Fiberglass cloth is typically what is used to strengthen and waterproof a foam surfboard – or any type of surfboard really. It’s one of the key components of a durability of a surfboard.
There are a few different types of fiberglass you can choose from – each with its own weight, flex, and appearance characteristics.
Alternatively, you can look to alternative materials for glassing a surfboard – offering potential for a more eco-friendly surfboard with unique weight, flex, and appearance properties of its own.
Types of Fiberglass Used for Surfboards
Fiberglass, which consists of woven silicon (glass) fibers, is the most common wrap material for surfboards.
Some of the common types for surfboard applications include:
- E-Glass, or electrical-grade fiberglass – fibers are woven in an equal distribution both ways – length and width. E glass is easy to wet out and lightweight.
- S-Glass – originally designed for military application, S-glass is a bit stronger (anywhere from 10% to 30%), stiffer, and lighter than E-glass, and therefore costs a bit more.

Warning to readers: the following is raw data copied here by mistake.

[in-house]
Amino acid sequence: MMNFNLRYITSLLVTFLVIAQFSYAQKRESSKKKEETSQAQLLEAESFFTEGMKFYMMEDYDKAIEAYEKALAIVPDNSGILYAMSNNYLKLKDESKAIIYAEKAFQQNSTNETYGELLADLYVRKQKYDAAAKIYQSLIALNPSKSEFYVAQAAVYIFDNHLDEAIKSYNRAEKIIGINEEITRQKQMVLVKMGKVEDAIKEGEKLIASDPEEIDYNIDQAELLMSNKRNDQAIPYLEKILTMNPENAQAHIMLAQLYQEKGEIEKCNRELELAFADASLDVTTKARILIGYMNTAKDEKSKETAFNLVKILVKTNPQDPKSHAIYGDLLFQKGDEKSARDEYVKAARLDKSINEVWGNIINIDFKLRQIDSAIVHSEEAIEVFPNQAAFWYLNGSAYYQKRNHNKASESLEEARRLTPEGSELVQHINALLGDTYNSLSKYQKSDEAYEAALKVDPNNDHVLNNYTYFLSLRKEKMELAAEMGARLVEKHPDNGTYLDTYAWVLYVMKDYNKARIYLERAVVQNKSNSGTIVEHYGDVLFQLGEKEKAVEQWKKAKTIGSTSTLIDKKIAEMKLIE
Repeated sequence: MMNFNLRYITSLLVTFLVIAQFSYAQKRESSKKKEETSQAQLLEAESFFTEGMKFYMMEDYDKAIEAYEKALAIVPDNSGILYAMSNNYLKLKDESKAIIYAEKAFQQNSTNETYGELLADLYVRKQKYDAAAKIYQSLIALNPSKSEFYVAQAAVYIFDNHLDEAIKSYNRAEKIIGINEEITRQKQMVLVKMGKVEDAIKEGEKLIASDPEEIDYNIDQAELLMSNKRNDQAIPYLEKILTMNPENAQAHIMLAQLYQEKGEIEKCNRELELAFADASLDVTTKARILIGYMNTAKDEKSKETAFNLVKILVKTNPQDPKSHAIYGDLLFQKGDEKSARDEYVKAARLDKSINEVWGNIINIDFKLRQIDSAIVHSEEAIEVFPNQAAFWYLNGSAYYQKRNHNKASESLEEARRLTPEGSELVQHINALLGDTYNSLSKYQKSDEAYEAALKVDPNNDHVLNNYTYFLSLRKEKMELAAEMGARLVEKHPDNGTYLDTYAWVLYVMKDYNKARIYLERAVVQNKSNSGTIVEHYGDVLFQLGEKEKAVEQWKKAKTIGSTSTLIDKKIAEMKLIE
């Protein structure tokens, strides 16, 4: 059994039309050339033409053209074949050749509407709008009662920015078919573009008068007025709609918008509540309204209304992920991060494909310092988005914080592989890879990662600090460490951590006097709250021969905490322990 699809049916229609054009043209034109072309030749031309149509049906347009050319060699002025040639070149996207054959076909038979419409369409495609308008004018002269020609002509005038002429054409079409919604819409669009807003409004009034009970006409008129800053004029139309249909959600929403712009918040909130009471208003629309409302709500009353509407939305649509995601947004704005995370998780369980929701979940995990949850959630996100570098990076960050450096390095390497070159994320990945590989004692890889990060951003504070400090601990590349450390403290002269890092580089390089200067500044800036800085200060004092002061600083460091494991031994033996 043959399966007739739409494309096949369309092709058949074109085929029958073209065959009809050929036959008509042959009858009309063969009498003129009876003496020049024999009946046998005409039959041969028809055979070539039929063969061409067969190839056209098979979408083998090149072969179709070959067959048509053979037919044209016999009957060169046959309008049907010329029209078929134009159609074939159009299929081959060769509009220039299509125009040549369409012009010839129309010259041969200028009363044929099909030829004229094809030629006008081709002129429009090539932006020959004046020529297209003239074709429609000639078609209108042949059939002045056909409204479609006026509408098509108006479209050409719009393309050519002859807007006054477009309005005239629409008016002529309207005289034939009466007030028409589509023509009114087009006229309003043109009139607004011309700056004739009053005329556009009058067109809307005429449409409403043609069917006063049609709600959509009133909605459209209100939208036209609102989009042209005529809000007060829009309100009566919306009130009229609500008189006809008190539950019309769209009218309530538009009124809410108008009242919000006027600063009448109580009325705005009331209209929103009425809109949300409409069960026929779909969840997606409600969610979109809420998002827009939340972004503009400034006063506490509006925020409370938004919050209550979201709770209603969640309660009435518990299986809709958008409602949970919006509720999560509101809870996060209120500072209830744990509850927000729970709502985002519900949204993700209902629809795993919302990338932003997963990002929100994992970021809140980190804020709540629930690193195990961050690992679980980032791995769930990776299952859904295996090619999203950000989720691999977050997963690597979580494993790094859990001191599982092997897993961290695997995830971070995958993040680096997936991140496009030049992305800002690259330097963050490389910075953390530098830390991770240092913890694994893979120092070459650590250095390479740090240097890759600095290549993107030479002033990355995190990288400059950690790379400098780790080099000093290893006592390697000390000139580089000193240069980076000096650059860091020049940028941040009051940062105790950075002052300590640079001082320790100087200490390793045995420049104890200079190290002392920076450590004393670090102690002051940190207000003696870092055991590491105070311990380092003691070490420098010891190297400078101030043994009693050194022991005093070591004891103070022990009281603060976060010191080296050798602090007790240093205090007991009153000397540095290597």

- Wrap Glass – has more fibers running lengthwise, providing more strength from the nose to the tail of the surfboard. Wrap Glass typically uses less resin and is easy to wet out.
- Volan cloth – one of the original types of marine-specific fiberglass used in surfboards and fins. Volan is a bit heavier than its more modern counterparts and has a greenish-tint to it when cured.
Natural Alternatives to Fiberglass Cloth
Fiberglass is not your only option when laminating a surfboard.
You can really use any type of “cloth” material that you’d be able to lay out and saturate over your surfboard.
More and more board makers are continuing to experiment with new materials for laminating a surfboard – and each comes with its own unique looks and performance characteristics.
Some alternatives to fiberglass cloth for surfboards include:
- Bamboo cloth
- Hemp cloth
- Flax cloth
- Timber veneers
- Basalt cloth
Each alternative material is going to take a little bit of different processing than fiberglass.
You’ll need to figure out the best way to cut, wet-out, and lap the alternative materials. But the end result can be a more sustainable surfboard that’ll surf well and last long.